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Volunteers spread the word on school levy


LORAIN — Grilled hot dogs and cookies were the rewards Saturday for about 200 volunteers who gathered at Charleston Administration Building after spending the morning talking to likely voters about the need for a 4.9-mill Lorain Schools operating levy.

The tax is the first new money sought by the school district since 1992. The issue will appear on the Nov. 4 ballot as Issue 38.

Levy campaign manager Devon Ludwig said the majority of the canvassers were teachers and received pledges of support while walking neighborhoods all over the city.

“We’re getting a lot of positive reactions. A lot of teachers came back and said people were telling them they’d support the schools,” she said.

School district Treasurer Dale Weber previously said that the levy, if passed, would cost an extra $12.51 per month, or $150.12 per year, for the owner of a $100,000 house.

The levy aims to help the school district generate $3.5 million a year over the next five years and avoid a $2 million shortfall by 2010.

If left unchecked, that deficit could grow to $17 million by 2012, Weber has estimated.

School board member Raul Ramos said most of the potential voters he’s talked to about the levy understand what’s at stake and don’t want to see the schools fail.

Ccity Council took a bold step in support of the school levy at the beginning of September by abandoning a plan to put an income tax credit reduction on the ballot so that the school levy would have a better chance of passing.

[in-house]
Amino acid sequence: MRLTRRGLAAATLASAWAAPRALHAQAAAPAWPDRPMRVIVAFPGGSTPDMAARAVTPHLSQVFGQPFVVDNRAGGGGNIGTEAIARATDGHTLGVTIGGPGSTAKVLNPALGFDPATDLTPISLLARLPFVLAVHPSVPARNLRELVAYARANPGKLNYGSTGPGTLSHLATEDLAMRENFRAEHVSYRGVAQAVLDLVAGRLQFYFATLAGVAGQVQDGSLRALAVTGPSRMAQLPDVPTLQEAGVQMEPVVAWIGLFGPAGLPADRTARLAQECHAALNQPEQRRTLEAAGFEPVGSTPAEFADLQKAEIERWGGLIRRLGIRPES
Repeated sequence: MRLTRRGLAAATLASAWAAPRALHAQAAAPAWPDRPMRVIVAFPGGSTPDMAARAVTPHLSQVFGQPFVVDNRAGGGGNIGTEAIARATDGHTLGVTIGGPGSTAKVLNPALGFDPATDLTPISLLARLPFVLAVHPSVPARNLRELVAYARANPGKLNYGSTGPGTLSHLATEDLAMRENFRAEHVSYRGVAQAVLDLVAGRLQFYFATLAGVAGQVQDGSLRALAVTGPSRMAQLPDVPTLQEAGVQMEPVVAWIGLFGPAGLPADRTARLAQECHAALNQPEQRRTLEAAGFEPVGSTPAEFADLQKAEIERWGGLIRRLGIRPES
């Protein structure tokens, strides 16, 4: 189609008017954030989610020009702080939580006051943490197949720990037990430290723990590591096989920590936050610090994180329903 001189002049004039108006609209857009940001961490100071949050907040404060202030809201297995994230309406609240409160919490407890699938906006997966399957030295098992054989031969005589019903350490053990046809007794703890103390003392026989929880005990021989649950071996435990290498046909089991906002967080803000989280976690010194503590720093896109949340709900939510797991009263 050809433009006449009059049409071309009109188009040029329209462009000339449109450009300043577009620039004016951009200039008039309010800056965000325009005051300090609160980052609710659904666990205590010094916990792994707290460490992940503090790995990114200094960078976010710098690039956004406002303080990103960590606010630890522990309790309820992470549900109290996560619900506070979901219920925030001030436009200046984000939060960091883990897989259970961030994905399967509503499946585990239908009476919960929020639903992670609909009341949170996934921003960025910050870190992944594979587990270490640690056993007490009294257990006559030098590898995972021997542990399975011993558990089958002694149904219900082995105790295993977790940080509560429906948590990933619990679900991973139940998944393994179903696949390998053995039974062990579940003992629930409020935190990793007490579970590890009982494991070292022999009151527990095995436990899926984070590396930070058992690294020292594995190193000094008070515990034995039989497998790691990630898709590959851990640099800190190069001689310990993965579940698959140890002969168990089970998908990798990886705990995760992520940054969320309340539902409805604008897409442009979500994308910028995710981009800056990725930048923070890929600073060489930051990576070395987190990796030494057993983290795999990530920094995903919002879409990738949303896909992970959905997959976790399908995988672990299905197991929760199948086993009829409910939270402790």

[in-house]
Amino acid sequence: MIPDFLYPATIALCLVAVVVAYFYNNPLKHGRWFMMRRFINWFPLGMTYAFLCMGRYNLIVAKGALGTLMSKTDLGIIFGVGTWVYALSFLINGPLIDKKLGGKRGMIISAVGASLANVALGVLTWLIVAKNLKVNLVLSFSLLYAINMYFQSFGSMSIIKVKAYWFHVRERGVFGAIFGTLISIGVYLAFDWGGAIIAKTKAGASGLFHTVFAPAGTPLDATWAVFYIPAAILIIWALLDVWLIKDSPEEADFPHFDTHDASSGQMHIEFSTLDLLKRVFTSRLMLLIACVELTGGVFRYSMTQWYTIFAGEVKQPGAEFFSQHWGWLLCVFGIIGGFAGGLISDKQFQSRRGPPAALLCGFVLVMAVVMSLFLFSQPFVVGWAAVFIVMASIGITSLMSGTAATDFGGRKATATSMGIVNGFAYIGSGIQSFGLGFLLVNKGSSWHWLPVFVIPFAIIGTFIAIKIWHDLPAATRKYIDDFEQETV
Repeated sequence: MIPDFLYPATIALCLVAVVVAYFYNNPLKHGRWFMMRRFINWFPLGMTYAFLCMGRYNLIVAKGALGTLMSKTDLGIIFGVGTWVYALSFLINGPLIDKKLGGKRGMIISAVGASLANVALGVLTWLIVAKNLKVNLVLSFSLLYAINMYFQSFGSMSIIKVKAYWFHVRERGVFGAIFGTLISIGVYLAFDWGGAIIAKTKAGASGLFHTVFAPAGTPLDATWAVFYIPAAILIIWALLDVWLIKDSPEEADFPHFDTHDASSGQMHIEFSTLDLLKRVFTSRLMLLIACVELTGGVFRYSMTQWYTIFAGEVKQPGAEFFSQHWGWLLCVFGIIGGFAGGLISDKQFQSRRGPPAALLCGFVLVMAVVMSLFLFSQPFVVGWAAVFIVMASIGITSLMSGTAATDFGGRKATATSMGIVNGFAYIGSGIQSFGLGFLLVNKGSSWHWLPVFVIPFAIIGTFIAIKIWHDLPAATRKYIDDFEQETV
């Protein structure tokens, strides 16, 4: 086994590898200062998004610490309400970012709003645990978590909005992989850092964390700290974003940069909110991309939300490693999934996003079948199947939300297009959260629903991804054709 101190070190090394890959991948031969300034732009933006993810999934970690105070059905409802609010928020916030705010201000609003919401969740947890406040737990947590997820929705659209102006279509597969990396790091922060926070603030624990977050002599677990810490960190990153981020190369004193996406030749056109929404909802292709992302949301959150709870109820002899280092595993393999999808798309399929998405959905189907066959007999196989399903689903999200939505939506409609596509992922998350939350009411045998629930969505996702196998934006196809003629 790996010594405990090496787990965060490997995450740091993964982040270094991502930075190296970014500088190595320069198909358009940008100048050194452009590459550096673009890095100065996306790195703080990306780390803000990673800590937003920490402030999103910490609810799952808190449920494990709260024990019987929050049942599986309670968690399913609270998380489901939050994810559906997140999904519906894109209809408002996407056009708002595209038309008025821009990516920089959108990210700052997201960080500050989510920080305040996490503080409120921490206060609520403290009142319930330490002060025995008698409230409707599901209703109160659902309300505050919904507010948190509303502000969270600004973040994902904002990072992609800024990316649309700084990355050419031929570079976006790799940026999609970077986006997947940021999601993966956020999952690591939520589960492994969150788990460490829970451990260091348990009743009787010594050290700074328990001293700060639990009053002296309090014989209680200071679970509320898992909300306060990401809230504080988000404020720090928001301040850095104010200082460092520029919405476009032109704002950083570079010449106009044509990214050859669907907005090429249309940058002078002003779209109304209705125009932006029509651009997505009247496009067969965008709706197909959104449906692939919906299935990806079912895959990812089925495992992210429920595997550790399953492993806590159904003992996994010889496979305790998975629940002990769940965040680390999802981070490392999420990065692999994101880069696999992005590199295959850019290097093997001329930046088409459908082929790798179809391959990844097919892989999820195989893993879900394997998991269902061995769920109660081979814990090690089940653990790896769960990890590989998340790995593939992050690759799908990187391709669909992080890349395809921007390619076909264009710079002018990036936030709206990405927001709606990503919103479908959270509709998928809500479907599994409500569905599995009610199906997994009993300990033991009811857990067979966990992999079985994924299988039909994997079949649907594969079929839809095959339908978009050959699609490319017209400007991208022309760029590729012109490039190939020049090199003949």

Mayor Tony Krasienko said that if the schools fail for lack of funding, it would be nearly impossible to attract families, investors and jobs to Lorain.

Campaign volunteer Fanecia Jackson also runs a nonprofit called Community on a Mission, which helps counsel residents on achieving education and career success.

She said that if the levy is unsuccessful, property values will fall and more businesses will leave Lorain, which is a future the city can’t afford.

Jackson is also the mother of    9-year-old Jasmine Bortner, who attends Frank Jacinto Elementary School.

She said she wants to see the levy pass so that Jasmine has a better learning environment to prepare her for college.

“I have a child who has all the brains in the world, but she needs a stable school where she can learn with nothing holding her back.” Jackson said. “She’s a dreamer with so much hope.”

Levy campaign organizers are looking for more volunteers to help with future events, including a 5 p.m. rally Oct. 14 at General Johnny Wilson Middle School.

To volunteer, call (440) 244-8896 or stop by campaign headquarters at 615 Broadway in Lorain.

Contact Jason Hawk at 329-7148 or

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